Hong Kong Reverses Anti-Crypto Stance, Adds Investor Tests

Hong Kong’s financial regulator has updated its crypto policies, allowing retail investors to engage in spot-crypto and ETFs, with conditions.

A girl from Hong Kong winking and showing love to digital coins.
Created by Kornelija Poderskytė from DailyCoin
  • Hong Kong‘s SFC updates crypto regulations for retail investors.
  • New rules require investors to pass a one-off test and have sufficient net worth.
  • The change follows 18 months of hostility toward crypto in Hong Kong.

After a strong regulatory crackdown, Hong Kong has somewhat opened up on crypto retail inventors. The city’s financial regulator, the Securities and Futures Commission (SFC), has updated its policies to allow a broader range of clients, including retail investors, to engage in spot-crypto and ETF investing. However, there are conditions attached to this move. 

Hong Kong’s Regulatory Shift and Its Implications

On Friday, October 20, the SFC announced that intermediaries could now offer services to a wider range of clients, including retail investors. This change comes amid growing interest in spot bitcoin ETFs and follows recent actions against unlicensed crypto exchange JPEX

However, the regulator has set conditions to mitigate risks. Investors must pass a one-off test to prove their investing knowledge and demonstrate sufficient net worth. Intermediaries are also required to provide clients with risk disclosure statements. 


The SFC’s move is part of Hong Kong’s ambition to become a virtual asset hub. In June, the city implemented a new regulatory regime and started accepting applications for crypto trading platform licenses. The first set of licenses was granted in August, marking a significant shift after 18 months of hostility toward crypto.

The Evolving Regulatory Landscape for Crypto in Hong Kong

Hong Kong has been undergoing significant changes in its approach to cryptocurrency regulation. As of June 1, 2023, the city’s securities regulator introduced a crypto licensing regime that includes measures to protect retail investors.

This move followed a year of turbulence in the crypto sector, including the collapse of the crypto exchange FTX last year. The new regulations require all trading platforms and exchanges to apply for a license, and non-compliance could result in fines and jail terms. The regulator also mandates client checks to prevent retail traders from China, where crypto trading is banned, from participating. 


The Hong Kong government has also announced plans to close legal loopholes that have allowed most crypto exchanges to operate without restrictions. The new regulations will make licensing mandatory, restricting crypto trading to professional investors. This shift in policy is part of a broader trend of tightening regulations on virtual asset exchanges. It is expected to have a significant impact on the crypto landscape in Hong Kong.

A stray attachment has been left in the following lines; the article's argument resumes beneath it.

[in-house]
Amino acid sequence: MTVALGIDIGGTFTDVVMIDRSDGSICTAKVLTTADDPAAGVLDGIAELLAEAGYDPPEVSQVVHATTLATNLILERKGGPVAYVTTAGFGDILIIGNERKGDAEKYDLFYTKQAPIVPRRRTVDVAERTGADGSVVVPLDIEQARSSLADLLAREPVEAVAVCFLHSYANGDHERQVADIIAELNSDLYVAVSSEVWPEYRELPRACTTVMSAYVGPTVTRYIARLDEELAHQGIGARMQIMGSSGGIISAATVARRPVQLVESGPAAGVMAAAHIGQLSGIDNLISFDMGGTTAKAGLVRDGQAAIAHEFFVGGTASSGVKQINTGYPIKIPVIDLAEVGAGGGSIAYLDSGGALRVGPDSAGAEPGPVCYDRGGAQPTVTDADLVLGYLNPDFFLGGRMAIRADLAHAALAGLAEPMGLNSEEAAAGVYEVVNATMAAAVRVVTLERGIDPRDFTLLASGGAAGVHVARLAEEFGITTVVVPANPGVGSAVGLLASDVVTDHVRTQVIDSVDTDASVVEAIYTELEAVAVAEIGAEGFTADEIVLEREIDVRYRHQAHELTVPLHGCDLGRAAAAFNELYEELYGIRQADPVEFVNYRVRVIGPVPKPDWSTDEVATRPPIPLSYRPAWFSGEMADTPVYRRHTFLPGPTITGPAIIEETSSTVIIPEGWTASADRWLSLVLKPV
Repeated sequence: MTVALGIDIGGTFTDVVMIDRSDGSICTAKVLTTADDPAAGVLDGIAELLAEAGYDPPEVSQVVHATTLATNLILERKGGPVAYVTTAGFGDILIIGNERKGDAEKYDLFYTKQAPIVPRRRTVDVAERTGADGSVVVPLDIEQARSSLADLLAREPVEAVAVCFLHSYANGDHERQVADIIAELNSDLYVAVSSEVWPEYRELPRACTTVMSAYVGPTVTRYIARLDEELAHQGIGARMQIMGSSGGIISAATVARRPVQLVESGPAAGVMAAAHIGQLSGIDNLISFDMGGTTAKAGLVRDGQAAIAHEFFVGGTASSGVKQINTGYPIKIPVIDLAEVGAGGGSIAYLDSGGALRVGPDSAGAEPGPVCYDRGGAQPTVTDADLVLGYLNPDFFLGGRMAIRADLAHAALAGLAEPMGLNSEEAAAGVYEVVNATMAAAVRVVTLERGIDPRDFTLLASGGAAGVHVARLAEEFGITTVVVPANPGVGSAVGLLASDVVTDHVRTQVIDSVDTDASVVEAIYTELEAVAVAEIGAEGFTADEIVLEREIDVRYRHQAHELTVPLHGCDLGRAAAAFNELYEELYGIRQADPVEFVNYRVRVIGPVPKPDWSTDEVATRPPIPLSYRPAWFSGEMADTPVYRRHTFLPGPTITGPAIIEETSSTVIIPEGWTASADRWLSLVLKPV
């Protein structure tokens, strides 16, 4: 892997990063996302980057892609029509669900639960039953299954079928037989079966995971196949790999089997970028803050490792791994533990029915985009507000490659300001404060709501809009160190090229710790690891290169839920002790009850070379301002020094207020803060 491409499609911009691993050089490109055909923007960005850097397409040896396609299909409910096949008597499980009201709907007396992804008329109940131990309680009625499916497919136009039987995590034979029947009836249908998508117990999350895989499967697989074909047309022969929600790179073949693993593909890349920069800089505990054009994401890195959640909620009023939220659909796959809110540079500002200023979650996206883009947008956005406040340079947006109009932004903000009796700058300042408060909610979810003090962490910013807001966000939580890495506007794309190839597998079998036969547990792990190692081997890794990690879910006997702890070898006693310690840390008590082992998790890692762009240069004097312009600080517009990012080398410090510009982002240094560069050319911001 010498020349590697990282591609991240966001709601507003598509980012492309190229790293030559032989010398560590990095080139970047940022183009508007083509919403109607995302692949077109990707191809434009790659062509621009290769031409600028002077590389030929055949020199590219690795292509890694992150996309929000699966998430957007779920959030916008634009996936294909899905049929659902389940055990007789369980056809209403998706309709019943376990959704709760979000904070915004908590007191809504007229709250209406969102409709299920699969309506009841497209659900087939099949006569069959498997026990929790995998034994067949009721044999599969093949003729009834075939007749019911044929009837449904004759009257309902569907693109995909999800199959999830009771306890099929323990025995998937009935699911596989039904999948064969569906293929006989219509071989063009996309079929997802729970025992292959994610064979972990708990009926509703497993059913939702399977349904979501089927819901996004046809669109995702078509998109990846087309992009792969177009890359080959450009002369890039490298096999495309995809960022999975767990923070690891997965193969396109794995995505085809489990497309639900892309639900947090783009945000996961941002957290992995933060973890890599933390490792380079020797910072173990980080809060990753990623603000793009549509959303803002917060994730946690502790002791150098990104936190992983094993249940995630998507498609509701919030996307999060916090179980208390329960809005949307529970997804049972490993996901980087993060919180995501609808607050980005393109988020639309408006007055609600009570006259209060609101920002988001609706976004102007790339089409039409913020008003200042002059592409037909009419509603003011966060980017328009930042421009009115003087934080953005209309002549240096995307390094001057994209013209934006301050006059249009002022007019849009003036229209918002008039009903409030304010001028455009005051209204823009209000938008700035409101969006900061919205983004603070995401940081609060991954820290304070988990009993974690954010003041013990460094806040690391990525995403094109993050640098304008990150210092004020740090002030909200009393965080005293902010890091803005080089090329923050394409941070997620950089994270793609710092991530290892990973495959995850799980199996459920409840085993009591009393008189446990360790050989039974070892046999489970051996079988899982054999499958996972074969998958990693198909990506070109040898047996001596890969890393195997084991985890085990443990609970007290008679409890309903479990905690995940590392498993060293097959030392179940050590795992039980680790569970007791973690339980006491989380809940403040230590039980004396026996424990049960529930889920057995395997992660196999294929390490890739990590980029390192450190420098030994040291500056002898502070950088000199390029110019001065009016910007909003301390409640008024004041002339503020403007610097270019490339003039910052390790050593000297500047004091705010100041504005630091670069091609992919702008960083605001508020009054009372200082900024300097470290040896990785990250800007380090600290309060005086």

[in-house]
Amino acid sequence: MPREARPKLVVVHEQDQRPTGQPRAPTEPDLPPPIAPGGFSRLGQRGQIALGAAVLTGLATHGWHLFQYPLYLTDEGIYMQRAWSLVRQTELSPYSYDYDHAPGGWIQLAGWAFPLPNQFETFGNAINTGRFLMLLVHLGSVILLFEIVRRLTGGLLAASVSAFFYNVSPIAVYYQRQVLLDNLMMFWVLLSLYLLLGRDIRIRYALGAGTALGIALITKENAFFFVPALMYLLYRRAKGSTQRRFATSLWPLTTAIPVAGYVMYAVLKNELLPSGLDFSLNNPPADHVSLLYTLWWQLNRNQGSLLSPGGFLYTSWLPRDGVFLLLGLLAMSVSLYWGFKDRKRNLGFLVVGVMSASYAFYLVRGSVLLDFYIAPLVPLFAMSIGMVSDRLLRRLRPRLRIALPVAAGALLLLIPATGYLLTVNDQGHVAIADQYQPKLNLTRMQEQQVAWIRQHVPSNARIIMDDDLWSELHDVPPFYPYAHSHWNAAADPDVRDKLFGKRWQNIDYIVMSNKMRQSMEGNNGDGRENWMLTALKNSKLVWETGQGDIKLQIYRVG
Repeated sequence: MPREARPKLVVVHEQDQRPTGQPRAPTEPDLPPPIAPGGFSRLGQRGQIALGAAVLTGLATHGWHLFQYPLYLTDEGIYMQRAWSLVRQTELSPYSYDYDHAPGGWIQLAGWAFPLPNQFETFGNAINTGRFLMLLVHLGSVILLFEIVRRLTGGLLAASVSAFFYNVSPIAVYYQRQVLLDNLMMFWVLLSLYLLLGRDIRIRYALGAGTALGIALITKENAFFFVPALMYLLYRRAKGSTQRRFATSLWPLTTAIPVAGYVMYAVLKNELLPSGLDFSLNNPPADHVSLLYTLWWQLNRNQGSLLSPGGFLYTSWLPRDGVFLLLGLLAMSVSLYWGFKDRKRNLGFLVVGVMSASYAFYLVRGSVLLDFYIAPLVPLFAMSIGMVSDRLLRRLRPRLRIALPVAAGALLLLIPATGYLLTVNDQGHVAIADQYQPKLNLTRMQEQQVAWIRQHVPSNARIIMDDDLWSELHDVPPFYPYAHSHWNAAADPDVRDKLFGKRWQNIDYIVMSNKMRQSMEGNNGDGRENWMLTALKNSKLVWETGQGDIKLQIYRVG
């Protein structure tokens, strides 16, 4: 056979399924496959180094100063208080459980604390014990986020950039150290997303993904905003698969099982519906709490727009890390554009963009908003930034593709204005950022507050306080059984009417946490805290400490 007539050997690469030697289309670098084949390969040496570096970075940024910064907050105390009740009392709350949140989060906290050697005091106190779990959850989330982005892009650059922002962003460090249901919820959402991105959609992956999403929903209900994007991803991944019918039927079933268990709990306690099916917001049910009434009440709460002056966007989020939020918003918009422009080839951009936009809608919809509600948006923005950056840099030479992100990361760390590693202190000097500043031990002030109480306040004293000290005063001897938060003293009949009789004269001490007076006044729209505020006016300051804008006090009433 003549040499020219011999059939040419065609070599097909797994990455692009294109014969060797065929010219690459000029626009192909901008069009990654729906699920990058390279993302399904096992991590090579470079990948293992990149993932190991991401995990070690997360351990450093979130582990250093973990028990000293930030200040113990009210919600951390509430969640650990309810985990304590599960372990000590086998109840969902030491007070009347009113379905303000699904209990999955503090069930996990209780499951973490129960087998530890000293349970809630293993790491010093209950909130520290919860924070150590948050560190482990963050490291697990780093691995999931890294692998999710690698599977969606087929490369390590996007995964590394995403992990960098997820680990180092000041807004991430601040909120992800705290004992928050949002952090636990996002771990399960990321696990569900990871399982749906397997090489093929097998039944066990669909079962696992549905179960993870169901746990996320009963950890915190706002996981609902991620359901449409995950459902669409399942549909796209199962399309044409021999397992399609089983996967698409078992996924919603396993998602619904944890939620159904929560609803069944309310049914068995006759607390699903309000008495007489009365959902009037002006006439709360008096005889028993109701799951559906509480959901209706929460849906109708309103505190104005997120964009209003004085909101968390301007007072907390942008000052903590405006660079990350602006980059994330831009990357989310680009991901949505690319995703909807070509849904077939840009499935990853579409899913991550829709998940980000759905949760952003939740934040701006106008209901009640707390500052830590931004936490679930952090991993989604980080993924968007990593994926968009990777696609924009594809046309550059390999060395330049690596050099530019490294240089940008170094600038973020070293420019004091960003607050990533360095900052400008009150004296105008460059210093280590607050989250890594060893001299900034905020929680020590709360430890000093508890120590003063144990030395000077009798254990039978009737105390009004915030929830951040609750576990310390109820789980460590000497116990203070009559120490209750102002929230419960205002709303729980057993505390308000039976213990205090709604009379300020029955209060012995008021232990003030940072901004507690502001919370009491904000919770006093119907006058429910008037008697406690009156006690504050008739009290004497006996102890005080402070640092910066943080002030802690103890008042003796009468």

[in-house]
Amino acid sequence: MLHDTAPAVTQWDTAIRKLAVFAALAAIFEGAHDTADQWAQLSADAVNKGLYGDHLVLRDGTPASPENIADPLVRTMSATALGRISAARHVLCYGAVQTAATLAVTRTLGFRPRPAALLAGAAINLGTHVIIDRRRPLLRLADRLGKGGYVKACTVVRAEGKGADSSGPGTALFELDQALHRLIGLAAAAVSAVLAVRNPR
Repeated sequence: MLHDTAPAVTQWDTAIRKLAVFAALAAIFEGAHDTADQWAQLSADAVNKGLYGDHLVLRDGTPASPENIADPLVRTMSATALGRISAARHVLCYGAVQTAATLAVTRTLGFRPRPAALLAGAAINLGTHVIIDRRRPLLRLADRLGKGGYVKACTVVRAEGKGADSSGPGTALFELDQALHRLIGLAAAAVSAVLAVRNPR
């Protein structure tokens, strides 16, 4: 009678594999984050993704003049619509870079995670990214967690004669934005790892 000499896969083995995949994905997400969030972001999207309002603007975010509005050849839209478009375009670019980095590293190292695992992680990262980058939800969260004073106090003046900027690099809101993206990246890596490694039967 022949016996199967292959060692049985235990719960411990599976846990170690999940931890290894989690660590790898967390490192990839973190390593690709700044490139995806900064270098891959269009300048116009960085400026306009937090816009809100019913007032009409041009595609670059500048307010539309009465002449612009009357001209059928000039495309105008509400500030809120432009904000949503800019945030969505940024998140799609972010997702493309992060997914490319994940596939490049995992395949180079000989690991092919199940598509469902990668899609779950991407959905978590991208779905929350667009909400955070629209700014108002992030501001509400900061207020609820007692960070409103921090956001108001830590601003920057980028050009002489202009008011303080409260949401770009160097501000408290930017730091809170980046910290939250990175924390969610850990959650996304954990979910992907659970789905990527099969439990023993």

On the Flipside

  • While the new regulations open doors for retail investors, they also raise concerns. For instance, it limits market participation to only those who can pass the test and meet the net worth requirements. 
  • The new policies require strong KYC measures, leading to potential privacy concerns.  

Why This Matters

For crypto traders, Hong Kong’s policy shift is a double-edged sword. On one hand, it legitimizes the crypto market, attracting more institutional and retail investors. Conversely, the added layers of tests and disclosures could deter potential investors, affecting market liquidity and growth.

Read more about the JPEX crypto scandal: 
JPEX Scandal Rattles Hong Kong’s Crypto Confidence

Read more about crypto firms partnering with traditional tech giants: 
MultiversX Partners with Google Cloud to Boost Web3 Growth

This article is for information purposes only and should not be considered trading or investment advice. Nothing herein shall be construed as financial, legal, or tax advice. Trading forex, cryptocurrencies, and CFDs pose a considerable risk of loss.

David Marsanic

David Marsanic is a journalist for DailyCoin who covers the intersection of crypto, traditional finance, and government. He focuses on institutionalized crypto entities like major cryptocurrency exchanges and Solana, breaking down complex topics into easy-to-understand writing. David's prior experience as a business journalist at various crypto and traditional news sites has enabled him to maintain a critical approach to news while adhering to high journalistic integrity standards.